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Meningitis and SSA Disability Benefits

Can I get SSDI or SSI for Meningitis?

Meningitis is caused by inflammation of the membranes which surround the brain and spinal cord. According to WebMD, the primary cause of meningitis is infection, including viral, fungal and bacterial, which can lead to high fever, a stiff neck and severe headache.

Bacterial meningitis is generally the most dangerous type. Infections of this nature occur if the bacteria enters the claimant’s blood and moves to the brain or spinal cord. At which point the bacteria can enter the meninges.

The severity and the resulting impact of meningitis can vary. Some claimants can recover from this condition on their own within a few weeks; other claimants may have severe side-effects which can be life-threatening.

Other symptoms of this dangerous condition include:

There are a variety of risk factors for this condition including age, the living environment, whether you are pregnant, commonly work with animals or if you have an immune system which is weak due to another underlying health condition such as AIDS or diabetes.

Winning SSI or SSDI for Meningitis

The Social Security Administration only offers SSI or SSDI to claimants who have a severe mental or physical health condition which is expected to last for at least 12 continuous months. For this reason, if you have been diagnosed with meningitis it is unlikely that your condition will last the requisite amount of time to qualify for SSDI or SSI benefits. What may occur, however, is that the meningitis could cause another debilitating health condition which could eliminate your ability to work.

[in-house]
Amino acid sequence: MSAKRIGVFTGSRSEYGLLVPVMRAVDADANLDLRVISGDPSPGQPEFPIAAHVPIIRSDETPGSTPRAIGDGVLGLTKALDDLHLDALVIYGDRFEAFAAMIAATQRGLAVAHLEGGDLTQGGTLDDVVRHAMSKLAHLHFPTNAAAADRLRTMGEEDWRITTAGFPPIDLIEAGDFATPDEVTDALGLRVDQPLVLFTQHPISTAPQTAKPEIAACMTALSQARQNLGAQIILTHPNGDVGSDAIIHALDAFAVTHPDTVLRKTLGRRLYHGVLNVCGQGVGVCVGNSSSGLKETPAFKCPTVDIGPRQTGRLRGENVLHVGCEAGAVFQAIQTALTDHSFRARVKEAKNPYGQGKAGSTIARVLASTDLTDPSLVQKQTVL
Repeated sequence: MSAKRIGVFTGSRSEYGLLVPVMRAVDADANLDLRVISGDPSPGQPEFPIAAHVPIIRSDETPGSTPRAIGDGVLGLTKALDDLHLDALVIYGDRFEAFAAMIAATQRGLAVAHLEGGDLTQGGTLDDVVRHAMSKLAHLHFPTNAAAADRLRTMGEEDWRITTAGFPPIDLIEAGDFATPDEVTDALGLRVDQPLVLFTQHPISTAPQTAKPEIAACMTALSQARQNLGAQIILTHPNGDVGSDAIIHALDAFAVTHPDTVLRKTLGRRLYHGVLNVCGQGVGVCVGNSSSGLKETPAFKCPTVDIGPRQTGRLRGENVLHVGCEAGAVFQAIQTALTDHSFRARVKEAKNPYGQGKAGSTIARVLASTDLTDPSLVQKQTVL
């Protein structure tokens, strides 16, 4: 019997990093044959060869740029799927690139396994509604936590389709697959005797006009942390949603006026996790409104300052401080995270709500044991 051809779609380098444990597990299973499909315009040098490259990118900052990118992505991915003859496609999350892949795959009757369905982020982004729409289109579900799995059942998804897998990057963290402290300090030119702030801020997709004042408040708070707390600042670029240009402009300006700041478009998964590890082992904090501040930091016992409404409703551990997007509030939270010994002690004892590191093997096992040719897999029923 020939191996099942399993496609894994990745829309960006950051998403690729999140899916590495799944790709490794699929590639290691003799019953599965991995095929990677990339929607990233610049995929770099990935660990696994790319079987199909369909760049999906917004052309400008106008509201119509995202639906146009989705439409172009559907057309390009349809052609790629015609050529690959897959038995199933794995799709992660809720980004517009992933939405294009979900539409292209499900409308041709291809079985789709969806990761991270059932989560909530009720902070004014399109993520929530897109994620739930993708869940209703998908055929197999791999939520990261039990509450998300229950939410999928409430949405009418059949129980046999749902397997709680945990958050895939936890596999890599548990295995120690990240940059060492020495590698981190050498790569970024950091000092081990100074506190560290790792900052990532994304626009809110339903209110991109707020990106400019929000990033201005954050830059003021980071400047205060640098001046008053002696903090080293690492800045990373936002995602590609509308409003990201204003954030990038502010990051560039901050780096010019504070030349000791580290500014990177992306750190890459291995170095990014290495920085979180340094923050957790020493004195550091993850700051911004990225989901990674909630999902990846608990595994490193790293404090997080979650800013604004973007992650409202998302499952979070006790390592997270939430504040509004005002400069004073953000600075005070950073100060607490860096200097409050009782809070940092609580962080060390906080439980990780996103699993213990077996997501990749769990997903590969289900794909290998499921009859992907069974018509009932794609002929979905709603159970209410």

For example, if you have a severe case of meningitis it is possible that you could develop severe hearing loss, loss of speech, severe learning disabilities, or blindness. Other claimants may experience an increased incidence of seizures, brain damage, paralysis, kidney failure, or adrenal gland failure.

How will the SSA evaluate my meningitis and award SSI or SSDI?

If you have meningitis or you have had meningitis in the past the SSA will evaluate your on-going, long-term symptoms and whether or not they are severe and expected to last for 12 continuous months.

The SSA has two methods of determining disability for SSI or SSDI: claimants can either meet a listing in the SSA Listing of Impairments (also called the Blue Book, this list identifies the conditions and their corresponding system which the SSA considers automatically disabling or whether or not a claimant can work. This is done through a medical vocational allowance).

If you have a had a severe case of meningitis and it has left you blind, for instance, the SSA would evaluate your condition under listing 2.00 Special Senses and Speech to see if you are considered disabled. If you have seizures the SSA will evaluate your condition under 11.00 Neurological.

If your symptoms from your meningitis are not severe enough to meet a listing but they are severe enough to limit your ability to work or perform substantial gainful activity, the SSA will determine if you have the residual functional capacity to work by evaluating your medical records, your age, your work skills and your previous jobs to determine if you could work your current or past job or if you could retrain for new work.

If your condition does not “meet or equal” a listing it is generally a good idea to discuss your case with a disability lawyer to find out if you have enough medical evidence to prove that you cannot work.
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